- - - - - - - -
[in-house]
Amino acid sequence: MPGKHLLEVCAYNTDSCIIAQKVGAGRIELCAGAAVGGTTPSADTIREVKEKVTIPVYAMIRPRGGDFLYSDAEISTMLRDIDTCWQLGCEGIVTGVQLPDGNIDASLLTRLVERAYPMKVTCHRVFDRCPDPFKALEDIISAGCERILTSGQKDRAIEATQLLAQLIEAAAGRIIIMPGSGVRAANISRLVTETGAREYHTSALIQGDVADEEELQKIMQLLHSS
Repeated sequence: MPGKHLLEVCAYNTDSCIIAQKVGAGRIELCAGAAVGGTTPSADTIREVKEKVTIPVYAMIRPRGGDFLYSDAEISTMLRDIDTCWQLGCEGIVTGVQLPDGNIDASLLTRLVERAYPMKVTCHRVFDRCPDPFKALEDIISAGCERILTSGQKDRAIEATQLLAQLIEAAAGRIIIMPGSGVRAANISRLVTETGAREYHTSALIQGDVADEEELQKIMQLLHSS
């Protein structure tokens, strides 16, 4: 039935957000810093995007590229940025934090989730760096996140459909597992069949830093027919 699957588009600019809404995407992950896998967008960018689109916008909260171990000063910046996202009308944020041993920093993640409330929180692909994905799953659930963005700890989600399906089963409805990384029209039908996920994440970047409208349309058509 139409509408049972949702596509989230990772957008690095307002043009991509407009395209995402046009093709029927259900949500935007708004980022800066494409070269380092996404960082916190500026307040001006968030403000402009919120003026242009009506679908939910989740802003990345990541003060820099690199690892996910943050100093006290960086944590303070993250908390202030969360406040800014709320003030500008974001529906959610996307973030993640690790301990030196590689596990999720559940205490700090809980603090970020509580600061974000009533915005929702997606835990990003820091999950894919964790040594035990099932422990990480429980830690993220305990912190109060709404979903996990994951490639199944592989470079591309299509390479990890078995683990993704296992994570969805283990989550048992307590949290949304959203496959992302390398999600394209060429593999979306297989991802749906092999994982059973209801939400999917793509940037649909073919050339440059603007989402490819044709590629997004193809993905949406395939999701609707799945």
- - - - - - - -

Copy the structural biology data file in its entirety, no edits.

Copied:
[in-house]
Amino acid sequence: MPGKHLLEVCAYNTDSCIIAQKVGAGRIELCAGAAVGGTTPSADTIREVKEKVTIPVYAMIRPRGGDFLYSDAEISTMLRDIDTCWQLGCEGIVTGVQLPDGNIDASLLTRLVERAYPMKVTCHRVFDRCPDPFKALEDIISAGCERILTSGQKDRAIEATQLLAQLIEAAAGRIIIMPGSGVRAANISRLVTETGAREYHTSALIQGDVADEEELQKIMQLLHSS
Repeated sequence: MPGKHLLEVCAYNTDSCIIAQKVGAGRIELCAGAAVGGTTPSADTIREVKEKVTIPVYAMIRPRGGDFLYSDAEISTMLRDIDTCWQLGCEGIVTGVQLPDGNIDASLLTRLVERAYPMKVTCHRVFDRCPDPFKALEDIISAGCERILTSGQKDRAIEATQLLAQLIEAAAGRIIIMPGSGVRAANISRLVTETGAREYHTSALIQGDVADEEELQKIMQLLHSS
């Protein structure tokens, strides 16, 4: 039935957000810093995007590229940025934090989730760096996140459909597992069949830093027919 699957588009600019809404995407992950896998967008960018689109916008909260171990000063910046996202009308944020041993920093993640409330929180692909994905799953659930963005700890989600399906089963409805990384029209039908996920994440970047409208349309058509 139409509408049972949702596509989230990772957008690095307002043009991509407009395209995402046009093709029927259900949500935007708004980022800066494409070269380092996404960082916190500026307040001006968030403000402009919120003026242009009506679908939910989740802003990345990541003060820099690199690892996910943050100093006290960086944590303070993250908390202030969360406040800014709320003030500008974001529906959610996307973030993640690790301990030196590689596990999720559940205490700090809980603090970020509580600061974000009533915005929702997606835990990003820091999950894919964790040594035990099932422990990480429980830690993220305990912190109060709404979903996990994951490639199944592989470079591309299509390479990890078995683990993704296992994570969805283990989550048992307590949290949304959203496959992302390398999600394209060429593999979306297989991802749906092999994982059973209801939400999917793509940037649909073919050339440059603007989402490819044709590629997004193809993905949406395939999701609707799945």